By increasing the utility of open data about the Earth system, GEO is helping to mitigate disasters, develop water-management strategies, support citizen observatories, and strengthen food security. GEO accomplishes this through the Global Earth Observation System of Systems, known as GEOSS, a portal through which data and other information can be easily accessed at little or no cost. GEO coordinates GEOSS, to which the Intergovernmental Oceanographic Commission (IOC) of UNESCO, WMO and other UN organizations contribute.
GEO’s mandate is to drive the interoperability of the many thousands of space-based, airborne and in situ Earth observations around the globe. Without concerted efforts to coordinate across diverse observations, these separate systems often yield just snapshot assessments, leading to gaps in scientific understanding and hampering data fusion in support of better decision-making for society. GEO aims to fill such gaps by providing a comprehensive, more integrated picture of our changing Earth.
GEO is facilitating the development of new tools, such as a cholera early warning system, and painting fuller pictures of complex environmental processes through, for example, observations of ocean acidification at the global scale and observations of atmospheric greenhouse gases from space. GEO participants are studying the footprint of mining practices, focusing on links between air quality and health with the aim of minimizing future impacts on nearby communities and natural habitats. They are also looking into the far-reaching consequences of melting glaciers and other serious cold-region concerns.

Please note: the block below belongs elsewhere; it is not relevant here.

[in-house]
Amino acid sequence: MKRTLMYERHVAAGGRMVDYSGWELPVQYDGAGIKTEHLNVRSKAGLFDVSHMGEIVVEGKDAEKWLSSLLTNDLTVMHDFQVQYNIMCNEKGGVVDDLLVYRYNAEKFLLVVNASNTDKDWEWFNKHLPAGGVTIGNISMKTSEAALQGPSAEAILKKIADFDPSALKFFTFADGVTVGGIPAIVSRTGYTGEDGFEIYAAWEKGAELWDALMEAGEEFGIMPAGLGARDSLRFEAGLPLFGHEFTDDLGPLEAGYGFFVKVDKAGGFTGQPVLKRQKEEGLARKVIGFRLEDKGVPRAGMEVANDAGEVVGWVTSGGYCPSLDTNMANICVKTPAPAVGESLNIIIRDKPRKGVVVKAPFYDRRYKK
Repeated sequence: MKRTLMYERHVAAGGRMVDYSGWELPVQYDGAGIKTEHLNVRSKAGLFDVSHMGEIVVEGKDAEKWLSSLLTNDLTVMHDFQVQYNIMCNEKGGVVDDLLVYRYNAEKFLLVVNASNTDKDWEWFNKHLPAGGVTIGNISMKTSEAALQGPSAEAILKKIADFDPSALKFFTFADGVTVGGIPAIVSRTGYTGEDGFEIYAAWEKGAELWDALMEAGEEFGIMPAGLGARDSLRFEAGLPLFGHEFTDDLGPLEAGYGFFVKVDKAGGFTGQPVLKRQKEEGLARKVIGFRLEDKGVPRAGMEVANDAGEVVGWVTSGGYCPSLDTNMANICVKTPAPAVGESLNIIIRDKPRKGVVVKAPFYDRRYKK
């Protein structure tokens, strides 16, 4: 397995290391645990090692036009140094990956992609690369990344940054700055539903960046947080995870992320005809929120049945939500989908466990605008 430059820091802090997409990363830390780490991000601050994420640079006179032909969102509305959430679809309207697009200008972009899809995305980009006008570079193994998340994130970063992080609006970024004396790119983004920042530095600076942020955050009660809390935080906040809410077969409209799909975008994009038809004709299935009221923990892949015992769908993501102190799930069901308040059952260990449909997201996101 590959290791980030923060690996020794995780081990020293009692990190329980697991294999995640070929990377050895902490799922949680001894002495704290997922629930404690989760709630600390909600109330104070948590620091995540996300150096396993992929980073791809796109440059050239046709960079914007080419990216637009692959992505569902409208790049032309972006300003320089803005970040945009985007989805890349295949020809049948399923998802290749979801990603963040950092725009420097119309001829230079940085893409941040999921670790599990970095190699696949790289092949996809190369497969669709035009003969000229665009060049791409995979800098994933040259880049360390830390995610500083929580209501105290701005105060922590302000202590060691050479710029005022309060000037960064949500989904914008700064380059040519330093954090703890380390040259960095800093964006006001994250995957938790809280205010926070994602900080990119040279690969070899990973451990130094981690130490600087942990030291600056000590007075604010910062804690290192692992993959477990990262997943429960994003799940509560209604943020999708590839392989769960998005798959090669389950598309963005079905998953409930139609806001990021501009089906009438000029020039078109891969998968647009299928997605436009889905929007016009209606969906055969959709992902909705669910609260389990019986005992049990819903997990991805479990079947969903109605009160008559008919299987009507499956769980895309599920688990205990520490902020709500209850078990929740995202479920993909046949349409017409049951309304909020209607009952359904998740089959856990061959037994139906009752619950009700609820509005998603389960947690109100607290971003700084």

In Africa, 22 nations and 5 GEO participating organizations recently launched AfriGEOSS with the goal of strengthening that continent’s capabilities to produce, manage and use earth observations. “This new initiative gives us the necessary framework to support informed decisions about a range of priorities, including food security, access to clean water and sanitation, natural resources, and coastal and disaster management,” said Derek Hannekom, Minister of Science and Technology, South Africa.
GEO is comprised of 90 member nations, the European Commission and 77 participating organizations. The GEO co-chairs are China, the European Commission, the Republic of South Africa and the United States. WMO is a member of GEO and hosts the GEO Secretariat.